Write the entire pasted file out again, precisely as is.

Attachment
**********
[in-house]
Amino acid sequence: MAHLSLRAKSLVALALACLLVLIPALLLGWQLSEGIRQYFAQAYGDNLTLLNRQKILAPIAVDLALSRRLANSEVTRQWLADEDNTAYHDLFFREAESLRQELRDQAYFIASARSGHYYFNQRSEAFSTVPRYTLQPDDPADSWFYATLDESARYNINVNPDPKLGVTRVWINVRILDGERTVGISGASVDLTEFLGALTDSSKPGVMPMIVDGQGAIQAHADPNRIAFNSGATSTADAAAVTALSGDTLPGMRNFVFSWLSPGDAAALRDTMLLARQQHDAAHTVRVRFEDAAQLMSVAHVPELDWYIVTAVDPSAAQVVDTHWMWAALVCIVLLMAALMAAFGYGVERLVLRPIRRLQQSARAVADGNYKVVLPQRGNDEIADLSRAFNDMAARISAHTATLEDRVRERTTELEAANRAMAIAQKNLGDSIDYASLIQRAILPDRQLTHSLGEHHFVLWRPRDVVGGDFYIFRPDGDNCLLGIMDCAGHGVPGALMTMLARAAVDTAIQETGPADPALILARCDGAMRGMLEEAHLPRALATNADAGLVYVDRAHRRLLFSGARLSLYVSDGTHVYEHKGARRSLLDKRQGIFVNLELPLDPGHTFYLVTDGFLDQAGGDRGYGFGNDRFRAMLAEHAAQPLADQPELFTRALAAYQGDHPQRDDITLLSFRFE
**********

[in-house]
Amino acid sequence: MAHLSLRAKSLVALALACLLVLIPALLLGWQLSEGIRQYFAQAYGDNLTLLNRQKILAPIAVDLALSRRLANSEVTRQWLADEDNTAYHDLFFREAESLRQELRDQAYFIASARSGHYYFNQRSEAFSTVPRYTLQPDDPADSWFYATLDESARYNINVNPDPKLGVTRVWINVRILDGERTVGISGASVDLTEFLGALTDSSKPGVMPMIVDGQGAIQAHADPNRIAFNSGATSTADAAAVTALSGDTLPGMRNFVFSWLSPGDAAALRDTMLLARQQHDAAHTVRVRFEDAAQLMSVAHVPELDWYIVTAVDPSAAQVVDTHWMWAALVCIVLLMAALMAAFGYGVERLVLRPIRRLQQSARAVADGNYKVVLPQRGNDEIADLSRAFNDMAARISAHTATLEDRVRERTTELEAANRAMAIAQKNLGDSIDYASLIQRAILPDRQLTHSLGEHHFVLWRPRDVVGGDFYIFRPDGDNCLLGIMDCAGHGVPGALMTMLARAAVDTAIQETGPADPALILARCDGAMRGMLEEAHLPRALATNADAGLVYVDRAHRRLLFSGARLSLYVSDGTHVYEHKGARRSLLDKRQGIFVNLELPLDPGHTFYLVTDGFLDQAGGDRGYGFGNDRFRAMLAEHAAQPLADQPELFTRALAAYQGDHPQRDDITLLSFRFE